I designed the service C this way :

  • a wrapper class for querying API A
  • a wrapper class for querying API B
  • a Logger class

(I’m using python but I do not think this is revelant here)

Now I feel that what i’ve got to do is just create a “Mapping” class with methods calling API A, getting entity A.a, A.b, A.g of API A, generate my JSon to create object B.h of API B and Post it to API B, and repeating this until I’ve pushed all the different entities and datas I want to push to Service B.

It feels quite unefficient and rather boring to write, is there a pattern or a smart way to push data from one Endpoint to another ?


Legacy deep-inheritance XML schemas: how to design patterns for APIs that map those to and from flat schemas?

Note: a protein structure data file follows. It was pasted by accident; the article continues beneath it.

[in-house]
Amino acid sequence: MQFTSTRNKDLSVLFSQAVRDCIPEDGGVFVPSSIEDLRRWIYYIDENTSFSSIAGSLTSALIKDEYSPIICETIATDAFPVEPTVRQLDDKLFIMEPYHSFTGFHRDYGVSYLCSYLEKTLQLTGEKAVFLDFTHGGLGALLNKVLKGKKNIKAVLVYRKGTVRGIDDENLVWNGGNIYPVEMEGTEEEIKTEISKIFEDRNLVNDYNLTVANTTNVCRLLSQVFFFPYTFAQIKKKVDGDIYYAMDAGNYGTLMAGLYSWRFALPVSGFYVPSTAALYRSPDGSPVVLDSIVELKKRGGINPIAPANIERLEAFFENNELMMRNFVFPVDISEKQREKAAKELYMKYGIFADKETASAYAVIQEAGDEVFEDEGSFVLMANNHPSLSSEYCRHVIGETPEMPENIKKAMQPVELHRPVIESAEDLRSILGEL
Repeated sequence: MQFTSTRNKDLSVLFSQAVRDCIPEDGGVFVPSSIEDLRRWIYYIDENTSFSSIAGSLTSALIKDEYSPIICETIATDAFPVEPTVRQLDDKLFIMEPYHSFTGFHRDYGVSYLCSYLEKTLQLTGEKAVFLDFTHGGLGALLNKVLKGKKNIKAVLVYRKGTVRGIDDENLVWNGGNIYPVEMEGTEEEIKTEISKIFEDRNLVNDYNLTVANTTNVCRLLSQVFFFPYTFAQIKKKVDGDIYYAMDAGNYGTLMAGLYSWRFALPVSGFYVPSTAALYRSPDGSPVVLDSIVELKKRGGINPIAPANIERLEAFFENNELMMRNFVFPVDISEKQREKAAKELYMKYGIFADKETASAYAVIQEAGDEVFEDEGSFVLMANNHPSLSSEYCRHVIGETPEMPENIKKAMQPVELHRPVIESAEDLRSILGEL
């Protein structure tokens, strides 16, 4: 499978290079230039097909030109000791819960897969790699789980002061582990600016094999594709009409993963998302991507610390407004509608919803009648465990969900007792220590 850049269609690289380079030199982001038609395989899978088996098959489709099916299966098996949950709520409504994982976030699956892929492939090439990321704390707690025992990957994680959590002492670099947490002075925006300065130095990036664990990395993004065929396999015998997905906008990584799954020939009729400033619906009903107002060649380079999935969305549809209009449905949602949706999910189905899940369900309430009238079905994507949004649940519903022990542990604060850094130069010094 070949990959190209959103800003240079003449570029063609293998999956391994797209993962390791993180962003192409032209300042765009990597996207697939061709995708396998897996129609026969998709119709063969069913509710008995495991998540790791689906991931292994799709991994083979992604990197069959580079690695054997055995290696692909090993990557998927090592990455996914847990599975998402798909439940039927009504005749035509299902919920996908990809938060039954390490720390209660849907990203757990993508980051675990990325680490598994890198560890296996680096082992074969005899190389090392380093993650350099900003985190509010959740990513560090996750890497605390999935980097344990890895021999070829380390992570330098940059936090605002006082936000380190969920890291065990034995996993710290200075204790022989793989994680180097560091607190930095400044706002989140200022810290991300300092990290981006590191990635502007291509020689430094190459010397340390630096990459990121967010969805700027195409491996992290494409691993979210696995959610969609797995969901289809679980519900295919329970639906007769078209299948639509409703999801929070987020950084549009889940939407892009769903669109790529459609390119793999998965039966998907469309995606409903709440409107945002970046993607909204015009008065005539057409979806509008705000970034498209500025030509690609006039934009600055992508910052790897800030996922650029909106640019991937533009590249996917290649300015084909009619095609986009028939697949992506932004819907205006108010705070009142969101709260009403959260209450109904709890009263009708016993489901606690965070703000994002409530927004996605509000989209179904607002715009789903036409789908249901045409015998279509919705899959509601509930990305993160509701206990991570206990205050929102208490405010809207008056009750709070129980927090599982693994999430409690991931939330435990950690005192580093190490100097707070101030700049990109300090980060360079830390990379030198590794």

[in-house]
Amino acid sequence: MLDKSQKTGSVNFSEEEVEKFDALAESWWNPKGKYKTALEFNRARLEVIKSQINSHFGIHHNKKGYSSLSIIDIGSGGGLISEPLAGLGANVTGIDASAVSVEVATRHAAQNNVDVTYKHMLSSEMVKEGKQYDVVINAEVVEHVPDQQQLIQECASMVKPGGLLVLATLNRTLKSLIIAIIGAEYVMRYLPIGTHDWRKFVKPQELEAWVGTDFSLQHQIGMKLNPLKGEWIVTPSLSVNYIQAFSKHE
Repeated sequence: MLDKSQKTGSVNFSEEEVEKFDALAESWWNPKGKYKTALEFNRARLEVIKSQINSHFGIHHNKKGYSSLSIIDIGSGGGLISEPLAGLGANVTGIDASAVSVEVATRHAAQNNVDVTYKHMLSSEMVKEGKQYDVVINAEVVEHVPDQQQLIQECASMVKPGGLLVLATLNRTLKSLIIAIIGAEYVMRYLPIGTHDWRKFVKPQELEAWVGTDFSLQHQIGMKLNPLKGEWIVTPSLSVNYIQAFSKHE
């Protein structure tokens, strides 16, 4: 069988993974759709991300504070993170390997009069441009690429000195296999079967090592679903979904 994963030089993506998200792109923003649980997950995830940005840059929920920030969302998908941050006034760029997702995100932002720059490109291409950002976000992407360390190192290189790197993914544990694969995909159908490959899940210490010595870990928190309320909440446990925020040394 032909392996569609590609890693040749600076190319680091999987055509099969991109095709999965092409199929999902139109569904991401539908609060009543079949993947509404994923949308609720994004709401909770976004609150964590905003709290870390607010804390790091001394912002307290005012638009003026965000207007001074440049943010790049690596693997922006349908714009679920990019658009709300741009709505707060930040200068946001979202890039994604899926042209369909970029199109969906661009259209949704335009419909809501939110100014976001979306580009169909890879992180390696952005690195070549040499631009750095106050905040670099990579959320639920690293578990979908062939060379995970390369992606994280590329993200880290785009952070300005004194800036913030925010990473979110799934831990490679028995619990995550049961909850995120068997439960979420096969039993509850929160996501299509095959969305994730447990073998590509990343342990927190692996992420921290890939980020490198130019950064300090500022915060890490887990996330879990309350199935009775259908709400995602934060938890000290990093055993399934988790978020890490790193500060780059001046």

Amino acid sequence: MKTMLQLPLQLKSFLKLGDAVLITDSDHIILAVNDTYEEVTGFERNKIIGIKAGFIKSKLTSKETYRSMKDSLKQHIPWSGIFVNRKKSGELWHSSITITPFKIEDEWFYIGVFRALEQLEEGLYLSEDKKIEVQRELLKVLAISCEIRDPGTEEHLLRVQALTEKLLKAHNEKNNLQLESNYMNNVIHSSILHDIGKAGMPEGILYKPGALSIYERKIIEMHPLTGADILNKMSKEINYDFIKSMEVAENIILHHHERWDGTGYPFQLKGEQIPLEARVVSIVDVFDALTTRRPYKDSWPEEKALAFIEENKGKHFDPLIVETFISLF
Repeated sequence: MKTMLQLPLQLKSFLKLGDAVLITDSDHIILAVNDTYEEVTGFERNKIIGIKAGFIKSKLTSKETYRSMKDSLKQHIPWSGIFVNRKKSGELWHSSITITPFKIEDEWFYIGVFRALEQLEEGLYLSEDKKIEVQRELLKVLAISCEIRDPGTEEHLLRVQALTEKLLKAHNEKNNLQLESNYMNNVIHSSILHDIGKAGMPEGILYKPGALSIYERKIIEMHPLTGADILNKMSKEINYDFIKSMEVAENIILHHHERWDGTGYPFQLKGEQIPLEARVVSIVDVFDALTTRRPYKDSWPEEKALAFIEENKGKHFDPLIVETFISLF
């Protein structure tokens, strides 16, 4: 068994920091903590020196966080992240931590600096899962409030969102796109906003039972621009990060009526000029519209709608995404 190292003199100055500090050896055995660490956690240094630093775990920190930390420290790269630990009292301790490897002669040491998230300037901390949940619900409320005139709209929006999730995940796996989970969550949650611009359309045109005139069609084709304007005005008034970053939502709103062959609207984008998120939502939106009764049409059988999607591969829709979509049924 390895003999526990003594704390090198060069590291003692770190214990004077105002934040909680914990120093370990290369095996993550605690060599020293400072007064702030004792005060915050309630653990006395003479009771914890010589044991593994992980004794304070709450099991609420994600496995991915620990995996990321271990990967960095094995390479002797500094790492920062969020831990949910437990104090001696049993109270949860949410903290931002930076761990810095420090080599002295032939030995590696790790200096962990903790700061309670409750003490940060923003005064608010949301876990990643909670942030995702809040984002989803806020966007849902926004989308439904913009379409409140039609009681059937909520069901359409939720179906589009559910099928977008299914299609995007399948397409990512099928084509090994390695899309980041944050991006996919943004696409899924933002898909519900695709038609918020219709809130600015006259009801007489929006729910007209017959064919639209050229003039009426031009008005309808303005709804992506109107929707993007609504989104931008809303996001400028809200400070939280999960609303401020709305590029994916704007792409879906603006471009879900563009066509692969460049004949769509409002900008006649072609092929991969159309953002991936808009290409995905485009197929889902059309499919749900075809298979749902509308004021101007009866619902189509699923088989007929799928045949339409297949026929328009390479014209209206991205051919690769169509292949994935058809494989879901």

Consider a purely hypothetical legacy proprietary library for XML models, which has some really deep nested inheritance within its corresponding POJOs — 1-10 fields per class, lots of special instance classes that extend archetypal classes, types as wrappers of lists of type instances etc. The resulting model looks really pretty with some dubious performance specs but that’s besides the point.

I want to make this work with the ugly, high-performance flat models that kids these days and people that claim not to have a drinking or substance abuse problem prefer for some reason. So say my beautiful, shiny model is something like this:

<QueryRequestSubtypeObject>   <QueryRequestHeaders>     <QueryReqParams>       <Param value = 4/>       <ParamDescWrapper index = 12>          <WrappedParamDesc>Foobar</WrappedParamDesc>   ...